Modern Times in West Anatolian Cities: Continuity Issues in Urban Planning

Atala Z. Ö., Salman S. Y.

17th International Docomomo Conference - Modern Design: Social Commitment and Quality of Life, Proceedings, Valencia, Spain, 6 - 09 September 2022, pp.1104-1111 identifier

  • Publication Type: Conference Paper / Full Text
  • City: Valencia
  • Country: Spain
  • Page Numbers: pp.1104-1111
  • Istanbul Technical University Affiliated: Yes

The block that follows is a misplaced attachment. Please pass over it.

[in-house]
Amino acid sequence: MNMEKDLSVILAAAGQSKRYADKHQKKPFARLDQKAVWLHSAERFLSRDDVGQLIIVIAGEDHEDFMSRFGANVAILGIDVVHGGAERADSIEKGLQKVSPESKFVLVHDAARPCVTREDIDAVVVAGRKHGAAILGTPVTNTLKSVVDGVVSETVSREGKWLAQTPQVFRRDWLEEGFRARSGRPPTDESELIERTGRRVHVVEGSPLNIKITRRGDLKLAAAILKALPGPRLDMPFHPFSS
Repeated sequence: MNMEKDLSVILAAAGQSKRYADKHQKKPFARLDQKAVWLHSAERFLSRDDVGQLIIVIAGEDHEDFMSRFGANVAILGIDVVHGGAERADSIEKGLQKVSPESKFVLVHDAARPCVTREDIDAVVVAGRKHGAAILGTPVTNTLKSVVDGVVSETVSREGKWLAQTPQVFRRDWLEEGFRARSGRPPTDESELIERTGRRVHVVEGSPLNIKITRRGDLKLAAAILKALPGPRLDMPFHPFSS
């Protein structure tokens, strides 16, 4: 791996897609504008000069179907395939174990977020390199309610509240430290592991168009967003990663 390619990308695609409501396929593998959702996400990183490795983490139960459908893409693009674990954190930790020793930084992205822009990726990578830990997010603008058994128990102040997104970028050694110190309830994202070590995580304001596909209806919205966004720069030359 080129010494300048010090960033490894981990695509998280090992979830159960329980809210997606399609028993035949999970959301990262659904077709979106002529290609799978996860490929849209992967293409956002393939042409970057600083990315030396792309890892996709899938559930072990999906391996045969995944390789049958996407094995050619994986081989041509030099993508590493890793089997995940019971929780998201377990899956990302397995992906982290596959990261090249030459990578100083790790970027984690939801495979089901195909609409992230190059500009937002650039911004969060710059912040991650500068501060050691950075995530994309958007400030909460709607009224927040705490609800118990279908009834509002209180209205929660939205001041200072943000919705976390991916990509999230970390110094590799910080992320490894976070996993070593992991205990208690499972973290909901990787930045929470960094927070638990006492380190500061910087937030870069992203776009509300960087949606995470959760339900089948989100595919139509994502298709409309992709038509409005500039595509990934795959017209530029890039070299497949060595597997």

The architectural structure, planning concept and administrative principles of a modern city in the 20th century is mainly affected by mutual interactions between cities. The 1930s was also a period in which the spatial organization of modern cities was discussed in Turkey as in Europe. The urban planning studies carried out primarily in Ankara were later institutionalized in 1930 by making it compulsory for all cities. The main cities in which the theoretical framework of city planning were implemented are mostly located in Western Anatolia. The region consists of cities that were already started to be urbanized in the 19th century. From the second half of the 19th century, railway constructions mostly used for the transportation of agricultural products led the urbanization in the region and train stations became dominant urban spots. By the 1930s modern urban plans transformed these spots to the “new hearts” of the cities having a typological setting. The square created in front of the administrative buildings and highlighted with a monument, a city park designed for recreational purposes in the immediate vicinity, the widening of Istasyon (Station) Street that connects this square to the station, residential blocks with gardens and sports fields which are especially important for raising a healthy generation, can be listed as common components of these plans. However urban planning practices in West Anatolia were completely different than tabula rasa planning of new capital city. This paper aims to analyse the characteristics of modern urban structure and the co-existence of traditional and modern city landscape in Western Anatolian cities as a basis for the conservation approach. The case studies represent urban patterns where the local reinterpretation of modern global urbanism models is predominant.